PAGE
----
Quantum mechanics is a well-tested, empirically proven theory that at the same time causes at least a frown in every student. The mathematical formulations of the theory are a bit more compelling, but this alone is no reason to doubt. However, these concepts are difficult to explain. According to the most popular interpretation, the world consists of wave functions whose evolution over time is inevitable. This does not directly describe how the world changes, but at least how the probabilities of certain events behave.
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However, if one turns to the measurements in this view, it becomes confusing: the wave function collapses instantly to a state that matches the result of the measurement. But this contradicts the spirit of the theory of relativity, because, among other things, an infinitely extended wave function can collapse somewhat instantaneously. This “frightening action at a distance,” as Albert Einstein called this phenomenon, is particularly evident in the famous example of two entangled quantum particles: they are prepared in such a way that they share zero angular momentum and then separate from each other. If you then measure the spin of one particle, the wave function of the other particle, possibly a distant particle, immediately collapses. Many physicists consider this property ugly.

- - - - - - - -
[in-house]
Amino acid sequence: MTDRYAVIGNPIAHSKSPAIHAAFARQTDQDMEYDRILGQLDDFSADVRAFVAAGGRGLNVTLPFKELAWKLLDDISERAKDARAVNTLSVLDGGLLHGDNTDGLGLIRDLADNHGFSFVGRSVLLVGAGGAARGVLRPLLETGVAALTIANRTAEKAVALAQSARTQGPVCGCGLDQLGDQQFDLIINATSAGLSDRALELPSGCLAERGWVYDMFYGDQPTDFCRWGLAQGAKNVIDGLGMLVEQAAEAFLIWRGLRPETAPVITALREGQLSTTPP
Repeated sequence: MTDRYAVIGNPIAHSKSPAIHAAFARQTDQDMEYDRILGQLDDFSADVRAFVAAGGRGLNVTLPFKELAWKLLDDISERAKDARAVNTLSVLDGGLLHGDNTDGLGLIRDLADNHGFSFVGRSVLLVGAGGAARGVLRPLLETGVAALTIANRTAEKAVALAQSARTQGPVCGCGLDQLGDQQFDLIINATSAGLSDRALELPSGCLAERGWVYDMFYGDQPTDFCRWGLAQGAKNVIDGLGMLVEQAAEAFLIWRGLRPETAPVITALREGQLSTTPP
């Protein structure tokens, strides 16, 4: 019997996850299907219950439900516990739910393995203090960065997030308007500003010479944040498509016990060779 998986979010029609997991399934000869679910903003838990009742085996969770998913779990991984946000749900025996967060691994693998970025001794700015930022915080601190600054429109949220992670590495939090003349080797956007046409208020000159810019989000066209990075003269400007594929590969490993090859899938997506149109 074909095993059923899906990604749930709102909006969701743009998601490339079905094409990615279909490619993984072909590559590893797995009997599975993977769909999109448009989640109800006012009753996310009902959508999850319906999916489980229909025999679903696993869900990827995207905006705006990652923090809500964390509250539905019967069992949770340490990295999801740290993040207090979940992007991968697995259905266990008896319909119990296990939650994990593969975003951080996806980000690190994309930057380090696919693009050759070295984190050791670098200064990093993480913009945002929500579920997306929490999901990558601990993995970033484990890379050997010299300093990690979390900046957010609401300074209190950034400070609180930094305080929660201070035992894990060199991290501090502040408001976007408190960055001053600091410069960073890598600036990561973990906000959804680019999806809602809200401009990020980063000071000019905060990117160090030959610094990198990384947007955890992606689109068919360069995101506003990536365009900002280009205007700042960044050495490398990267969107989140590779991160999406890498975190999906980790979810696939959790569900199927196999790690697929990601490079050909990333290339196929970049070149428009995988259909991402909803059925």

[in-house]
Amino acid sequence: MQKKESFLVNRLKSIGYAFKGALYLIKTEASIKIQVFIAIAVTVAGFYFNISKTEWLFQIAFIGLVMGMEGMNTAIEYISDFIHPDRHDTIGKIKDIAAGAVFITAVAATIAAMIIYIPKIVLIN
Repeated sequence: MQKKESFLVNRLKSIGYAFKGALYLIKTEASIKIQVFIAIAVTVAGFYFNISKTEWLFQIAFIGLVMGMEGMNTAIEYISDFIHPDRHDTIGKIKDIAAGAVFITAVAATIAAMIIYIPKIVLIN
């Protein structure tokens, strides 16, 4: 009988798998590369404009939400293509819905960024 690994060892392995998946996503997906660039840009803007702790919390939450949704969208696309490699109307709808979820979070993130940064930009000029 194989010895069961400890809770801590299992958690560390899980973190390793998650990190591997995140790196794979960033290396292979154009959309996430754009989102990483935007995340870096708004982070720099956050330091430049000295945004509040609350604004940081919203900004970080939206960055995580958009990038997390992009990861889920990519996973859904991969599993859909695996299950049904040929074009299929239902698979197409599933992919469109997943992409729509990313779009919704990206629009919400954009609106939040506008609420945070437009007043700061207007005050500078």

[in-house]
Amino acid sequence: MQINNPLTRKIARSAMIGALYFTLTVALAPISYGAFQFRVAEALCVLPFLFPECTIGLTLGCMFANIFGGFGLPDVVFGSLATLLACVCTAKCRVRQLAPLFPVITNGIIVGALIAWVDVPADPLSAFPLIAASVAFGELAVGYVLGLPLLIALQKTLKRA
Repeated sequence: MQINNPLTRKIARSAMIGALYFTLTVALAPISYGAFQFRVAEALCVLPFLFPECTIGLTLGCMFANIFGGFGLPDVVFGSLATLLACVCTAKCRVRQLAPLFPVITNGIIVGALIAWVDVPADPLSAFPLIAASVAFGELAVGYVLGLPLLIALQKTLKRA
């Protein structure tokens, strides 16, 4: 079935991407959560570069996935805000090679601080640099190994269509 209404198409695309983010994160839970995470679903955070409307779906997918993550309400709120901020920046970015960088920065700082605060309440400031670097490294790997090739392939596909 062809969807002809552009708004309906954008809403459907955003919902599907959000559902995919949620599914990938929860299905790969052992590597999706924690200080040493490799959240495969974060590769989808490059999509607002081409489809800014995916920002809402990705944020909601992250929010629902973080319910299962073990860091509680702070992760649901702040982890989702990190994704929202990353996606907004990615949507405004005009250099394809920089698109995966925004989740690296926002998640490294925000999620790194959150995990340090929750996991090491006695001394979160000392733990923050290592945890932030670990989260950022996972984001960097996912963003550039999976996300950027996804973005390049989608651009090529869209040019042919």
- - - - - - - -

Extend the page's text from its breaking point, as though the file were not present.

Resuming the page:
Are there any ways out? Yes really. Hugh Everett (1930-1982) developed a popular alternative interpretation of quantum mechanics, the many-worlds theory. Accordingly, the wave function does not collapse, but the world is divided according to probabilities, so that after the measurement process there are two independent copies of the universe (in the simplest case). If you think about how many particles there are and how many reactions take place, each of which can lead to many different outcomes, you get an amazing amount of a multiverse. So the many-worlds theory is not a suitable alternative.
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